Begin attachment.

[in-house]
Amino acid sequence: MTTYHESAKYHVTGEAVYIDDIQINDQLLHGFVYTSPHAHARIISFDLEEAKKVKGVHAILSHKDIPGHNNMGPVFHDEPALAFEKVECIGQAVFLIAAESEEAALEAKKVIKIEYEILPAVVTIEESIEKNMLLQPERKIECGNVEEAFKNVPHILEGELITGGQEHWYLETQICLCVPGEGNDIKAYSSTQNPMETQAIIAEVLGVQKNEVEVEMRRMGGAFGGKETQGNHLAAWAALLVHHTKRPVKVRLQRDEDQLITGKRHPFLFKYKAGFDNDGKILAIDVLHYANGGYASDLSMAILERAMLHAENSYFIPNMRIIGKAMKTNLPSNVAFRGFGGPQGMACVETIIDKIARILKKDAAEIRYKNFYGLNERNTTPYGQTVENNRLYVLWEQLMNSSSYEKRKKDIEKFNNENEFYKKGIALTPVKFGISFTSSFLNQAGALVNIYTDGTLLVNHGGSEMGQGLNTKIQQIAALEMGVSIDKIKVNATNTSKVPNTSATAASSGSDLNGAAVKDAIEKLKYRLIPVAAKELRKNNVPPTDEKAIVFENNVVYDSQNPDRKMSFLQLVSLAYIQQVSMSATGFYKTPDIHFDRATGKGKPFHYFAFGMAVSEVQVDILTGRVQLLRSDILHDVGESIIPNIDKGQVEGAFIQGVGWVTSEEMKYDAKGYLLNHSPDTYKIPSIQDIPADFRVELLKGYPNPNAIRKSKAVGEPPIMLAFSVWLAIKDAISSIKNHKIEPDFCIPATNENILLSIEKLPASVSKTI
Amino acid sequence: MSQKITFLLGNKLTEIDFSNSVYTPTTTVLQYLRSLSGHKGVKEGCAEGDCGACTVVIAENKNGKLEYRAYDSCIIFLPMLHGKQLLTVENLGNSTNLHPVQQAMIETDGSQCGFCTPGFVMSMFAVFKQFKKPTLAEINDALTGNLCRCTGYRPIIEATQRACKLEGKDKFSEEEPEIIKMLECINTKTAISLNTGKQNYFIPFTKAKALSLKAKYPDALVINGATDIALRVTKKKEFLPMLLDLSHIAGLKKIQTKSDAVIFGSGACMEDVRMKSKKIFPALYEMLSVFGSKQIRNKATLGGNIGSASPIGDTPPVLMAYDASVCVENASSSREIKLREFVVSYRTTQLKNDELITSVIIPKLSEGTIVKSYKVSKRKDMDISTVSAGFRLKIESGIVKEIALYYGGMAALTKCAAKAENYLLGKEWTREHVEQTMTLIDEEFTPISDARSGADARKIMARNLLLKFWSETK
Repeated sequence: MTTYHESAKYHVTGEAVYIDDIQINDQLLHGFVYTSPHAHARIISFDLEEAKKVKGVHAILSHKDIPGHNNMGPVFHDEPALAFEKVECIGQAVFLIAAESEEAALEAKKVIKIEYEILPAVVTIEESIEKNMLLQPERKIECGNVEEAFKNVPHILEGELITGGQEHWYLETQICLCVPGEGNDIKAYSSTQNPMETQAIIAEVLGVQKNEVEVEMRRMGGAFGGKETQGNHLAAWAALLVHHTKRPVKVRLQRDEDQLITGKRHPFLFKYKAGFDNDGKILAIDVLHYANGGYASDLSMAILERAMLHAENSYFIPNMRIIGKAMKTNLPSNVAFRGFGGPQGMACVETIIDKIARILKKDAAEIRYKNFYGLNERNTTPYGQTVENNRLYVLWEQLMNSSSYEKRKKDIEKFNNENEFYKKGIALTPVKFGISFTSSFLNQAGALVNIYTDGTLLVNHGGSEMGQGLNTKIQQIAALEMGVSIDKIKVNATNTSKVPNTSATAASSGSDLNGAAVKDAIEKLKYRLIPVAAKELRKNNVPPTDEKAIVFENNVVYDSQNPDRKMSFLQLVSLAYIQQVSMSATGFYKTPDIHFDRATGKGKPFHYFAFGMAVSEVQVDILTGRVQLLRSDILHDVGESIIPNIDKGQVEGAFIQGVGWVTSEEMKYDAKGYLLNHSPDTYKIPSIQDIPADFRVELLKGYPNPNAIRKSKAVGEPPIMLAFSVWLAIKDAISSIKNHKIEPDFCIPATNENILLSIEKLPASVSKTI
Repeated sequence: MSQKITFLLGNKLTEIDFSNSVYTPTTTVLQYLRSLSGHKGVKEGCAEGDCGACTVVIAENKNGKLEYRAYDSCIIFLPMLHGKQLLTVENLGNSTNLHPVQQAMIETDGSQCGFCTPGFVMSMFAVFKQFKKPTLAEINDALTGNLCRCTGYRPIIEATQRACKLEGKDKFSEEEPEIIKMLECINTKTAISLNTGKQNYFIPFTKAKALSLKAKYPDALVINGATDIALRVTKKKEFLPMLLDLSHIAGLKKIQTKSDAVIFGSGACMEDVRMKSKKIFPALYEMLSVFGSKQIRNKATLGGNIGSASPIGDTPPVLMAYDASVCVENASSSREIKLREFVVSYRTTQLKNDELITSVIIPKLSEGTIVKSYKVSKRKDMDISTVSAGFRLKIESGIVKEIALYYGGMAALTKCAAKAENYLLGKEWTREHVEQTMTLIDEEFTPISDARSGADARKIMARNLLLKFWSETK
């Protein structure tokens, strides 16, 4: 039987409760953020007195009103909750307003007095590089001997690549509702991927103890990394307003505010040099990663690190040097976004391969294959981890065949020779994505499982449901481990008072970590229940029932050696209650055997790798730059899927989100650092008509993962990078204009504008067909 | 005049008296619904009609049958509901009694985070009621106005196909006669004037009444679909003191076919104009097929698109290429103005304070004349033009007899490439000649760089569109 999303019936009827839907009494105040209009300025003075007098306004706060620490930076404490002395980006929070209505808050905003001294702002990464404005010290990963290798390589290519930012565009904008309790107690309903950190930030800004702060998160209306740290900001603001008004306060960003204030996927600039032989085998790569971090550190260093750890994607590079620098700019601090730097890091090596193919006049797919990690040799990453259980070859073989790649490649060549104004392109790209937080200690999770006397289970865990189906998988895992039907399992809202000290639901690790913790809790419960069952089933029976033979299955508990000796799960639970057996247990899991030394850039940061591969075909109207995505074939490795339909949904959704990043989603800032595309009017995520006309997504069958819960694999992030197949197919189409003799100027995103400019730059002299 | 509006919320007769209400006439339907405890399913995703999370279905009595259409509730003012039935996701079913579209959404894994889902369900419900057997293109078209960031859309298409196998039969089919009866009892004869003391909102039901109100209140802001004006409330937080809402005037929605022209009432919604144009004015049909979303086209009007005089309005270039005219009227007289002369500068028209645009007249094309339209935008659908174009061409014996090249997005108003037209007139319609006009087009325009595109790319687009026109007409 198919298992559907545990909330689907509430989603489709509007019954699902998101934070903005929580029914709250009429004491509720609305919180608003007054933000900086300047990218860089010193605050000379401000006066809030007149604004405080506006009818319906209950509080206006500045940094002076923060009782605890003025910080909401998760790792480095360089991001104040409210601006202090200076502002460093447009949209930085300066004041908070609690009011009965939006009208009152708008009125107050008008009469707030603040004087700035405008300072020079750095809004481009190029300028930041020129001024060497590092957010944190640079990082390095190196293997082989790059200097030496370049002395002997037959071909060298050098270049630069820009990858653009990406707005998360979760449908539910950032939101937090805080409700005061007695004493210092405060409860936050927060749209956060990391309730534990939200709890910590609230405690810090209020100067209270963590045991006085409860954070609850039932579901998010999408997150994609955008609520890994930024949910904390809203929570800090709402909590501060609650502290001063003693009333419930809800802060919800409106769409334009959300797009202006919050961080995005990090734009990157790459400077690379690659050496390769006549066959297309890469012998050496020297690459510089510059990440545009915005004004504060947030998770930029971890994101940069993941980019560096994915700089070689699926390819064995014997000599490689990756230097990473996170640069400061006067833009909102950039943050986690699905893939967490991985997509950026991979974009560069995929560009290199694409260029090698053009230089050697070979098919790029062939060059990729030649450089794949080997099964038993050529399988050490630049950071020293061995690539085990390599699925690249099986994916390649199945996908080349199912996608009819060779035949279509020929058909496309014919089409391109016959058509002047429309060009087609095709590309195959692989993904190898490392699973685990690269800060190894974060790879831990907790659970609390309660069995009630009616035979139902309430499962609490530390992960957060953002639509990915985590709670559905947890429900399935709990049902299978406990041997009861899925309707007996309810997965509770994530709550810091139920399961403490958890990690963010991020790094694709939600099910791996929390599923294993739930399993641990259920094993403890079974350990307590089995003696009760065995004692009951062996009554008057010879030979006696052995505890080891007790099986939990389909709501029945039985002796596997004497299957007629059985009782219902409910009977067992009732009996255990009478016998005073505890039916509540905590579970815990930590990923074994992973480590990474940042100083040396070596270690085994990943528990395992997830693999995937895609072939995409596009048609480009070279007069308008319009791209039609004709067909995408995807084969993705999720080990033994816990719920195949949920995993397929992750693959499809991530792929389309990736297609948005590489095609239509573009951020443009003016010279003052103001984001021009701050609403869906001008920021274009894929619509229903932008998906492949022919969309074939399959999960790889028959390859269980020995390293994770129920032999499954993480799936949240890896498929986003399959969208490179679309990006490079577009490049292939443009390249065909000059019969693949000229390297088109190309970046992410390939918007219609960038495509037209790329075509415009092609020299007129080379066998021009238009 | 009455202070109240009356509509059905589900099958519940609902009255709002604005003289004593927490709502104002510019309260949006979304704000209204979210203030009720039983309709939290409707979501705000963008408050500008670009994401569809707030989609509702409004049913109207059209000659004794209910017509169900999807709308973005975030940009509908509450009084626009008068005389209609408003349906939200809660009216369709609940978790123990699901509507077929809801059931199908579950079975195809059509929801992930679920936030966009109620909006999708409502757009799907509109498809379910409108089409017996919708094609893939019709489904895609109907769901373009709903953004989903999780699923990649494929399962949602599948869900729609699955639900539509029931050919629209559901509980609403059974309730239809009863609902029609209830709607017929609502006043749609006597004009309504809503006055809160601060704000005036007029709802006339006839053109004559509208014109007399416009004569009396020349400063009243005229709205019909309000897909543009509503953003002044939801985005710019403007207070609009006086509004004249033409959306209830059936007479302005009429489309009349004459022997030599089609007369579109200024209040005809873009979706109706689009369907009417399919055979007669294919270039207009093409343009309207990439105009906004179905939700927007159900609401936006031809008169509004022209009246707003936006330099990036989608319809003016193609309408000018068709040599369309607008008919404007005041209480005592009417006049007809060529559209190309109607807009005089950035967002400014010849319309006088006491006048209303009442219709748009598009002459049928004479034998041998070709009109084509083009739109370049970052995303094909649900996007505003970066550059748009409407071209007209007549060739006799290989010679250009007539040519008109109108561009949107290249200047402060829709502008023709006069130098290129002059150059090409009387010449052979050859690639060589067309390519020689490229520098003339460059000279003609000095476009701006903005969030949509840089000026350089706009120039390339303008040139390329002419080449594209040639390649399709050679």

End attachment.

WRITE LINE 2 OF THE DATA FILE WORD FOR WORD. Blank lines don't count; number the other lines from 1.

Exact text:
Amino acid sequence: MTTYHESAKYHVTGEAVYIDDIQINDQLLHGFVYTSPHAHARIISFDLEEAKKVKGVHAILSHKDIPGHNNMGPVFHDEPALAFEKVECIGQAVFLIAAESEEAALEAKKVIKIEYEILPAVVTIEESIEKNMLLQPERKIECGNVEEAFKNVPHILEGELITGGQEHWYLETQICLCVPGEGNDIKAYSSTQNPMETQAIIAEVLGVQKNEVEVEMRRMGGAFGGKETQGNHLAAWAALLVHHTKRPVKVRLQRDEDQLITGKRHPFLFKYKAGFDNDGKILAIDVLHYANGGYASDLSMAILERAMLHAENSYFIPNMRIIGKAMKTNLPSNVAFRGFGGPQGMACVETIIDKIARILKKDAAEIRYKNFYGLNERNTTPYGQTVENNRLYVLWEQLMNSSSYEKRKKDIEKFNNENEFYKKGIALTPVKFGISFTSSFLNQAGALVNIYTDGTLLVNHGGSEMGQGLNTKIQQIAALEMGVSIDKIKVNATNTSKVPNTSATAASSGSDLNGAAVKDAIEKLKYRLIPVAAKELRKNNVPPTDEKAIVFENNVVYDSQNPDRKMSFLQLVSLAYIQQVSMSATGFYKTPDIHFDRATGKGKPFHYFAFGMAVSEVQVDILTGRVQLLRSDILHDVGESIIPNIDKGQVEGAFIQGVGWVTSEEMKYDAKGYLLNHSPDTYKIPSIQDIPADFRVELLKGYPNPNAIRKSKAVGEPPIMLAFSVWLAIKDAISSIKNHKIEPDFCIPATNENILLSIEKLPASVSKTI